Peter: Also, don’t forget about nuts and bolts: how often tcon to share news of day.
Action Items: Work to develop method for 5000" view of Centers, e.g., and extension of Biositemaps. How about a review article which would need specific effort from each Center.
Tcon on March 4 with Califano MAGNet team
Topic: Plans for joint activities among NCBCS for the next 4 years.
20110304: Tcon with MAGNet Center
Attendees: Ais Floratos, Andrea Califano, Dan Gallahan, Peter Lyster
Andrea: Lot of PIs will be working to find other sources of funding. Teams will be difficult to work in that environment. So how do we create legacy: many Centers will have different approach.
Dan: Similar sentiments. Unique situation. One of legacies is this thing about Roadmap -> IC which will cause Centers to align more with IC. If we are doing something that is good and useful to the community then why would we stop it? ICBP (Cancer sysbio) and NCBC program have science and infrastructure component (enabling technologies and enabling sciences).
Dan: Need to say something as an NCBC community. Could be beneficial to individual Centers as well. Need AHM as worthwhile endeavor.
Aris: Legacy. Is this about big P or small p? What does Peter think this is about?
Peter: I think Big P is primarily about getting the word out about all the achievements of small p. But here is how it spills over to big P: we know that our computing is magic, but our profile is low and reviewers tend to be negative about the way we write proposals.
Aris: There is a lot of effort on sequencing and handling the next gen data. Andrea is doing a lot of traveling and (proselytizing)
Peter: I want to propose that the PIs can do it as a team and have an impact.
Andrea: Knows computing is important, and knows that it will be a success. Centers actually don’t have a lot of common ground. Maybe can do a good job of proselytizing by liaising with own communities, for Andrea, it is systems biology at NCI, NIGMS, etc.
Dan: The computational efforts that are successful are seen as strong biological papers, but behind the scenes there is a lot of infrastructure.
Peter: It is more difficult to do both computing/biology. Always, biology has to be the driver.
Peter: Agrees that NCBCs proselytizing with own communities is important. Peter asks, when this is done do you say “Here I am, PI X funded by NCBC U54, and here is my work, and I’m here to show why the NCBC Program created this”. The key is can this be done by the NCBC PIs as a community? If PIs and senior leaders in NCBCs focus, e.g., through a series of regular phone calls, and at the AHM, then they can do separately?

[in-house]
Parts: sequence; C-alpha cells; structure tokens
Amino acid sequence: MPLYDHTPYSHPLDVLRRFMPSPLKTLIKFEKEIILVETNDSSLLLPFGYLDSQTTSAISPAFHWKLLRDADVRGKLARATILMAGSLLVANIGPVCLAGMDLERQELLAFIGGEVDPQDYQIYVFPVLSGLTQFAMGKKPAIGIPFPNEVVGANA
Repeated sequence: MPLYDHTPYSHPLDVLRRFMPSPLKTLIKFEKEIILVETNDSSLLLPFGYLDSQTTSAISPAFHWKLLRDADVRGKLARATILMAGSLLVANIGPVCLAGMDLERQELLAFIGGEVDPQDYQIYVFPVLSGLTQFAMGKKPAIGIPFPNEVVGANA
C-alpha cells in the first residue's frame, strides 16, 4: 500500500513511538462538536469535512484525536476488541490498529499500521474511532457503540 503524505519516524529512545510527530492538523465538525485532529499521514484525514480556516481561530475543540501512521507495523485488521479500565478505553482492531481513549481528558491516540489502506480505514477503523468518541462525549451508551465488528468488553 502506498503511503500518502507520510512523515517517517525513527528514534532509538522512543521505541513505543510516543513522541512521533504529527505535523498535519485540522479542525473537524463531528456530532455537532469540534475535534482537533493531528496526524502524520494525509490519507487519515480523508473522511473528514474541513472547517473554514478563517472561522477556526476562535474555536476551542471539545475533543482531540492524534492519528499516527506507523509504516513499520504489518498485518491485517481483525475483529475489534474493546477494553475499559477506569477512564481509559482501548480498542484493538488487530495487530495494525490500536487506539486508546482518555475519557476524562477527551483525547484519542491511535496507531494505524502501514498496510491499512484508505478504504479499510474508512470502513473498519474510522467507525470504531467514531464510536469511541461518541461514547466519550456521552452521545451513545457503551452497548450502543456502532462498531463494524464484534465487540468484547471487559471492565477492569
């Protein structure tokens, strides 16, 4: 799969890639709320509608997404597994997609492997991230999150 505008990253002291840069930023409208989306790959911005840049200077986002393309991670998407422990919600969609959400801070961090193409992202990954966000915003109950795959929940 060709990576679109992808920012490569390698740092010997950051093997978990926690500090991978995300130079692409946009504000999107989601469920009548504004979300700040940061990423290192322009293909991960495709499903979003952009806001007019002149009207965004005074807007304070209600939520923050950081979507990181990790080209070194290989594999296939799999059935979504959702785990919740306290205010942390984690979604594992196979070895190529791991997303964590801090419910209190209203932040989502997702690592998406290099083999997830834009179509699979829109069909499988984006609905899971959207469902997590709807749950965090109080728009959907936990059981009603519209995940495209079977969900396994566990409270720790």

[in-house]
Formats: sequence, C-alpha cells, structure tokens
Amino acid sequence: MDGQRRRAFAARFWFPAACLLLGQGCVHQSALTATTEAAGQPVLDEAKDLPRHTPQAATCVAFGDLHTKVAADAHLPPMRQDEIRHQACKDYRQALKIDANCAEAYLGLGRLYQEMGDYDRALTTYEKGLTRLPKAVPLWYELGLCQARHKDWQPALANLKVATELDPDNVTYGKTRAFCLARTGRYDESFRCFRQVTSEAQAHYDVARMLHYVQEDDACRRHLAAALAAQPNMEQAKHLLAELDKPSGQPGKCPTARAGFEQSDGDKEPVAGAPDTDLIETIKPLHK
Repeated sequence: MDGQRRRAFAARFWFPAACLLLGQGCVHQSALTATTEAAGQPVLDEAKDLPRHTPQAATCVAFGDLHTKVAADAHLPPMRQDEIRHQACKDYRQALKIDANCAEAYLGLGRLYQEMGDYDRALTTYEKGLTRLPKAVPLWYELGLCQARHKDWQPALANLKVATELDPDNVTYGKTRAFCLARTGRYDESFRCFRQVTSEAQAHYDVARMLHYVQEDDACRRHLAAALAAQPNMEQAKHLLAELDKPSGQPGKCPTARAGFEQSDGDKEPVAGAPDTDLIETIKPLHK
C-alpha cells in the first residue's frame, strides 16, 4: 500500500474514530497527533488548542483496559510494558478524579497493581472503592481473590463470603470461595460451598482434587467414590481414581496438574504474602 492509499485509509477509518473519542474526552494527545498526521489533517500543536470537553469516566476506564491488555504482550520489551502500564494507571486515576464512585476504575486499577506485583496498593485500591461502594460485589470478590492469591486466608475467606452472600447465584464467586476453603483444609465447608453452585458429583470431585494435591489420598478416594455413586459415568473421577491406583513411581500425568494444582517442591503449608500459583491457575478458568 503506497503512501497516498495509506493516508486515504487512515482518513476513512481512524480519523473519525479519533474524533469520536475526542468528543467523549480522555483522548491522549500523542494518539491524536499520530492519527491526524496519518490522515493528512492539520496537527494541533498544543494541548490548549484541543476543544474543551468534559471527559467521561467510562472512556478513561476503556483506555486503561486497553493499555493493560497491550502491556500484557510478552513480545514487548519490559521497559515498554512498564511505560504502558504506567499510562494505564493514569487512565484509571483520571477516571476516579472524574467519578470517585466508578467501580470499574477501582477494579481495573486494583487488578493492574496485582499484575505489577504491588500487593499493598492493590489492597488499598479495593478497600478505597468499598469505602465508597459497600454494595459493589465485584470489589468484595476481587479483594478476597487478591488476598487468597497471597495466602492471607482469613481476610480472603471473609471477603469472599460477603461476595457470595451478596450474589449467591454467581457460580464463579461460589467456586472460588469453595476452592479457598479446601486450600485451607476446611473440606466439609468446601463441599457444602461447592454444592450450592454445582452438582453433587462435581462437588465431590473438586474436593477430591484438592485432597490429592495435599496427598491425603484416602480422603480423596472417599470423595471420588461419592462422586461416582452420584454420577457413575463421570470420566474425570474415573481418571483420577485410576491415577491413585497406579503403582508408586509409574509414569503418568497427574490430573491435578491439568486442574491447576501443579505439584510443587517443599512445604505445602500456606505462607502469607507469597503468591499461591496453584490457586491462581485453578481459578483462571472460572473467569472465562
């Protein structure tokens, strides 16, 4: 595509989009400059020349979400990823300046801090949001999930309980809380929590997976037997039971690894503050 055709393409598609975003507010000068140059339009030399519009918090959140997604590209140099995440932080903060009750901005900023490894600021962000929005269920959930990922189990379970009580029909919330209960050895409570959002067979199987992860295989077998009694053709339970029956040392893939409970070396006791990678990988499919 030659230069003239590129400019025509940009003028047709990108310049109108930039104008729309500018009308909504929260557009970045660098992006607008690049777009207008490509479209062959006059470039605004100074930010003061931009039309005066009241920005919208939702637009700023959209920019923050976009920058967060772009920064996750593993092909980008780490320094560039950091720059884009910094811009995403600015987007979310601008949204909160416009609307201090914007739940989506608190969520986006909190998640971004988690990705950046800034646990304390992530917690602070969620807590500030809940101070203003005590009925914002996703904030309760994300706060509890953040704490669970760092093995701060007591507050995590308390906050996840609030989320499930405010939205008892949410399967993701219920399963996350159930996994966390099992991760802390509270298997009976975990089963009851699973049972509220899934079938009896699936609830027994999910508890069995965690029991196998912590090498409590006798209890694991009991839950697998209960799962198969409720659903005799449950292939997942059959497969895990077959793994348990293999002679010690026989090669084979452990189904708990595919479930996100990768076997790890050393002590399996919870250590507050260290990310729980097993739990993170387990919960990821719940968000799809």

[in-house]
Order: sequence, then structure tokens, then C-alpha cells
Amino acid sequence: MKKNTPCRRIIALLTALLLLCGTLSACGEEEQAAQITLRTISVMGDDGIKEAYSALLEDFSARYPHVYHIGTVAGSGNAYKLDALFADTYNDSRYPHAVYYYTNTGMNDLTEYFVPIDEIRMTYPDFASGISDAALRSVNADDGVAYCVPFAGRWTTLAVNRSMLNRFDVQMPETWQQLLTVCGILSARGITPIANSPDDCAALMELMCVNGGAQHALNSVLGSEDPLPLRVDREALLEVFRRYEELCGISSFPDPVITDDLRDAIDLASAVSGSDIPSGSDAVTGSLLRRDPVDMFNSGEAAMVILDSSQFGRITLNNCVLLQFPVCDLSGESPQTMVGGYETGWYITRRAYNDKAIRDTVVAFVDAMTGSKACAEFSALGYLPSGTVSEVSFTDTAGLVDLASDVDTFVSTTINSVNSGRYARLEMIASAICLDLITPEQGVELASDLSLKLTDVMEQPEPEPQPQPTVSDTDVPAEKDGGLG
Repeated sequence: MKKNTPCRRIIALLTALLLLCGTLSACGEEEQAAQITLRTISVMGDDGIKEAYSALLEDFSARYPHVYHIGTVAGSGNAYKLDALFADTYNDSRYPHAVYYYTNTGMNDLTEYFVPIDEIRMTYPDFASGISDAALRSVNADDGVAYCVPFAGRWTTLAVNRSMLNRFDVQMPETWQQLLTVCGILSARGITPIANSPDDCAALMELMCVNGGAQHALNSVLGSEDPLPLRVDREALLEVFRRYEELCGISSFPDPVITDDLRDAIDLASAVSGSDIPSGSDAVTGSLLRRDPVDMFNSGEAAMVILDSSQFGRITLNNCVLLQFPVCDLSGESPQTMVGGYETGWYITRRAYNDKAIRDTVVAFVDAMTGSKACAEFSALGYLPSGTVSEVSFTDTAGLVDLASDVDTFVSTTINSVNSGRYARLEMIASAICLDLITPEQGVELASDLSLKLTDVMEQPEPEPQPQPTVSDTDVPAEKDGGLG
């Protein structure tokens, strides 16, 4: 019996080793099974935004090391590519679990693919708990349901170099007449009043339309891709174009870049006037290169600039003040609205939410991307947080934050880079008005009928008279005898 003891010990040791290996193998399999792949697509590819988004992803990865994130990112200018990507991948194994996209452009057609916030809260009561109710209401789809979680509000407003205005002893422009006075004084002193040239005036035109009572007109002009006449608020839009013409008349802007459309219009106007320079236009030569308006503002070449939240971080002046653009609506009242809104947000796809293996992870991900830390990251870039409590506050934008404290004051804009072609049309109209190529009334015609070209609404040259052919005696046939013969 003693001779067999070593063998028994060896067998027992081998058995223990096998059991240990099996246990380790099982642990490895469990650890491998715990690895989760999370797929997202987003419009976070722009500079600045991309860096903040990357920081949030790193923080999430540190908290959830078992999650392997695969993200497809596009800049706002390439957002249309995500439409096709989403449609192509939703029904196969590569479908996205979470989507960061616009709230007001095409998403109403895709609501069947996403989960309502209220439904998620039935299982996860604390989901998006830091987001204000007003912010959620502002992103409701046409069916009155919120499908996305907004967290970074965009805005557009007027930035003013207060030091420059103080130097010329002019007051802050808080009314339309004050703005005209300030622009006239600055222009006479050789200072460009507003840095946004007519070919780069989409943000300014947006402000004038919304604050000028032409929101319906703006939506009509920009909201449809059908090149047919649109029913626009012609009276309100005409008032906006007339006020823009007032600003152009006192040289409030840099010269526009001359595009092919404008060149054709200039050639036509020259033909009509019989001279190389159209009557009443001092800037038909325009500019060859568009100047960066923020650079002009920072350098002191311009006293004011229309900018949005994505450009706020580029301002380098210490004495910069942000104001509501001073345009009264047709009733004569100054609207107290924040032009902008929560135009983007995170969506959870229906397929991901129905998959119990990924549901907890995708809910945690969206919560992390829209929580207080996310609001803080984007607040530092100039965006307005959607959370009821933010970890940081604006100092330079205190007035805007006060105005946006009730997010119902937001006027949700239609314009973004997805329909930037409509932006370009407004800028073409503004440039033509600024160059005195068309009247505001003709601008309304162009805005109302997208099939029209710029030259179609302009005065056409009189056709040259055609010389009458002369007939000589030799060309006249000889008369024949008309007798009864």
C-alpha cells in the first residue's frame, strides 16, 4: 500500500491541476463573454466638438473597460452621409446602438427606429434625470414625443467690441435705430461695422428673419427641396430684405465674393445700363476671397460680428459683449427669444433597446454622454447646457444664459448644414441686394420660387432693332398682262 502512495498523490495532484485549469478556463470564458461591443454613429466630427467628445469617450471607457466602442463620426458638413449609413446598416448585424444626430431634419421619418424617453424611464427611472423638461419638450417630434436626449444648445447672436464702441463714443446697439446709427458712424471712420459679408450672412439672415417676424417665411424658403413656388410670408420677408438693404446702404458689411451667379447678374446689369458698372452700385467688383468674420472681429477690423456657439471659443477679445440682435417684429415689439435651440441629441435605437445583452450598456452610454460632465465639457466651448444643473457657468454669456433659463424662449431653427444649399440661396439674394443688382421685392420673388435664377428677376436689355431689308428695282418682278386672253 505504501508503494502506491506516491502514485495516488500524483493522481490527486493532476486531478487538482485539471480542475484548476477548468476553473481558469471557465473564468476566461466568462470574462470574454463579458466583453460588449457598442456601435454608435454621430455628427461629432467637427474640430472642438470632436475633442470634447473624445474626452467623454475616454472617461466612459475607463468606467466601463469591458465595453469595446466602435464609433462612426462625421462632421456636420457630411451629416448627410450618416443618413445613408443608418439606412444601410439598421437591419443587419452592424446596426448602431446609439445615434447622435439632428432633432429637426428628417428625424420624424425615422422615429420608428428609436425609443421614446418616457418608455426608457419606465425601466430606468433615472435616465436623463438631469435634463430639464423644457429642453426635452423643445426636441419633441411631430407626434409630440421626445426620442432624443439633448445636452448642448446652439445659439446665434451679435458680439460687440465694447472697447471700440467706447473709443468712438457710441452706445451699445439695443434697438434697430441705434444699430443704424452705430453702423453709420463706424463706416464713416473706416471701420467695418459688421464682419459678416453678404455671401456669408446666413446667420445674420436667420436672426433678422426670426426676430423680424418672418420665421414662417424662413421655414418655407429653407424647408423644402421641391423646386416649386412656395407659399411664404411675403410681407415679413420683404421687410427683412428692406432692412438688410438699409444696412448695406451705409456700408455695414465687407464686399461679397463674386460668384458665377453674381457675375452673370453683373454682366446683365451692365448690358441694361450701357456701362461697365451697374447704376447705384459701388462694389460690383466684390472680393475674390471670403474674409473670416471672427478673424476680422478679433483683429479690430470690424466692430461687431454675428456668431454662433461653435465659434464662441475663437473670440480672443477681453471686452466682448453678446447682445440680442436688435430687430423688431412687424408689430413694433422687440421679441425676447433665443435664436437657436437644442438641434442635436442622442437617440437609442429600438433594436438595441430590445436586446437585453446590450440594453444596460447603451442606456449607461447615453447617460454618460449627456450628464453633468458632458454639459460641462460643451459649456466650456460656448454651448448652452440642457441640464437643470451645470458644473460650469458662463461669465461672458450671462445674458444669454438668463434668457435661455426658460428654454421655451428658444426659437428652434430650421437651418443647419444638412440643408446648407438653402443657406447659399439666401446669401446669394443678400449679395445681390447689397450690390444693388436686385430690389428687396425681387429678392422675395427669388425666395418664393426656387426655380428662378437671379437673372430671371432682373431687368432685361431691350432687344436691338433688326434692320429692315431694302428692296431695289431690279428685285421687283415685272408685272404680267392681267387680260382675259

Andrea: PIs have double legacy: one in their own area and community and institution, the other is the program.
Peter: To some extent we are in together. Think of this is program staff working with you all (cooperative agreement) to help promote impact/outreach.
Dan: Review paper will help the overall community. Not too onerous. Beneficial.
Andrea: Got TTD2 white paper on Biotechnology, all PIs signed, new approach for patient-centric therapeutics. We can do something like that here. Give program ammunition when we try to create new programs.
Action Items: Proscelitize in own communities. Maybe joint review paper.
Tcon on March 15 with Ohno-Machado iDASH team
Topic: Plans for joint activities among NCBCS for the next 4 years.
20110315: Tcon with iDASH Center
Attendees: Lucila Ohno-Machado, Heidi Sofia, Peter Good, Peter Lyster
Peter Lyster: Introduction to the past 5 years. Have regular phone calls. PIs often attended. Michigan runs Portal at http://www.ncbcs.org and still maintains the content. A lot of the early communication on the phone calls was helpful in exchanging information about software development approaches and centers appreciated the opportunity to get help from each other. Had three working groups which were quite active: (i) biositemaps-resourceome-Resource Discovery System (RDS) http://biositemaps.org/. A lot of help from Pittsburgh. (ii) Ontologies; (iii) impact as shown in the work on the http://www.ncbcs.org/
Lucila: Do we have stats on how many people access ncbcs.org? Peter doesn’t know. Needs iDASH on bottom of biositemaps.org page. Is already actively working with Pitt on CTSA and on the Resource Discovery System (RDS) that was developed with biositemaps; talking with Stanford (Musen yes, Altman to do) to talk about collaboration; familiar with i2b2. iTools is UCLA. How does one generate and publish a biositemaps file? Peter, here is Cheat Sheet for getting started in biositemps(customized for NCBCs). Please use that to create and maintain your biositemaps.
Lucila: What are expectations? For example, October 23-26 AMIA in DC. Deadline is March 17. Lucila is organizing panel: may be Kikinis, Zac, Califano, Altman, Musen, Athey. Need four on Panel. Editor of AMIA Journal (Journal of American Medical Informatics Association JAMIA), is interested in this.
Peter: Working groups as formulated for first round is over. My thought is: what can we do to maximize the impact of our legacy at the end of the program (11 years from the start). Most of the impetus from this will come from PIs and their staff; in the past some have provided deep software development, or someone to run a web site… a lot of effort.
Peter Good: What should we do in an All Hands Meeting?
Lucila: It is difficult to tease out what PIs have? What has worked and what not. Can we have smaller meeting and do it without formality of presentations.
Peter Good: We realized seven years ago that we are not covering the waterfront. How do we maximize without overreaching, acknowledge gaps… say what we have.
Lucila: Make it clear what gaps are. Possibly have doors closed session, acknowledge (i) gaps and (ii) what didn’t work. Of course a lot did work so add that in. We should know that, the hard part is finding out what did not work. What is our position on important issues, e.g., shutting down of SRA (short read archive)?